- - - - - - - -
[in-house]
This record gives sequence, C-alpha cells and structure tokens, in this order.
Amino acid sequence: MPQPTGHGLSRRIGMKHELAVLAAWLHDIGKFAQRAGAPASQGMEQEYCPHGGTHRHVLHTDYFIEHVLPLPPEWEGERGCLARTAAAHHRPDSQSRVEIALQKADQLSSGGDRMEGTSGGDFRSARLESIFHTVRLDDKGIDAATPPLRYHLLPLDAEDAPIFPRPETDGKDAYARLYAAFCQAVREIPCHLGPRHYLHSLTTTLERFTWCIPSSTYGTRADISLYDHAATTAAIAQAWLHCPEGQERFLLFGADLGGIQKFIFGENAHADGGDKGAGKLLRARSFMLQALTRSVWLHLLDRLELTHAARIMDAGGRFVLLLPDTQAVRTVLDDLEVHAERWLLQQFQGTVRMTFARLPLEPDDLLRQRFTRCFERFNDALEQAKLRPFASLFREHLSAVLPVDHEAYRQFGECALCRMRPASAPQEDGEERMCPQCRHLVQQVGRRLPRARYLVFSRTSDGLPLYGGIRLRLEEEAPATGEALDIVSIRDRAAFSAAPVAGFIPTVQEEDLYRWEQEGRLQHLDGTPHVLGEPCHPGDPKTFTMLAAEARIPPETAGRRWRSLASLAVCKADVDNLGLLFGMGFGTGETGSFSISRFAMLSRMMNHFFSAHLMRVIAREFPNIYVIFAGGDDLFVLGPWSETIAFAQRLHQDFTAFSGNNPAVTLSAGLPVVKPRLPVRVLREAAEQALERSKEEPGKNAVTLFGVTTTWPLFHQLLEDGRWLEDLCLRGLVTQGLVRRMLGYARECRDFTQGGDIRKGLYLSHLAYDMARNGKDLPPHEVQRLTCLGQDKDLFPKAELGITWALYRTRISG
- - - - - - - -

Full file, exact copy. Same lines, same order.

[in-house]
This record gives sequence, C-alpha cells and structure tokens, in this order.
Amino acid sequence: MPQPTGHGLSRRIGMKHELAVLAAWLHDIGKFAQRAGAPASQGMEQEYCPHGGTHRHVLHTDYFIEHVLPLPPEWEGERGCLARTAAAHHRPDSQSRVEIALQKADQLSSGGDRMEGTSGGDFRSARLESIFHTVRLDDKGIDAATPPLRYHLLPLDAEDAPIFPRPETDGKDAYARLYAAFCQAVREIPCHLGPRHYLHSLTTTLERFTWCIPSSTYGTRADISLYDHAATTAAIAQAWLHCPEGQERFLLFGADLGGIQKFIFGENAHADGGDKGAGKLLRARSFMLQALTRSVWLHLLDRLELTHAARIMDAGGRFVLLLPDTQAVRTVLDDLEVHAERWLLQQFQGTVRMTFARLPLEPDDLLRQRFTRCFERFNDALEQAKLRPFASLFREHLSAVLPVDHEAYRQFGECALCRMRPASAPQEDGEERMCPQCRHLVQQVGRRLPRARYLVFSRTSDGLPLYGGIRLRLEEEAPATGEALDIVSIRDRAAFSAAPVAGFIPTVQEEDLYRWEQEGRLQHLDGTPHVLGEPCHPGDPKTFTMLAAEARIPPETAGRRWRSLASLAVCKADVDNLGLLFGMGFGTGETGSFSISRFAMLSRMMNHFFSAHLMRVIAREFPNIYVIFAGGDDLFVLGPWSETIAFAQRLHQDFTAFSGNNPAVTLSAGLPVVKPRLPVRVLREAAEQALERSKEEPGKNAVTLFGVTTTWPLFHQLLEDGRWLEDLCLRGLVTQGLVRRMLGYARECRDFTQGGDIRKGLYLSHLAYDMARNGKDLPPHEVQRLTCLGQDKDLFPKAELGITWALYRTRISG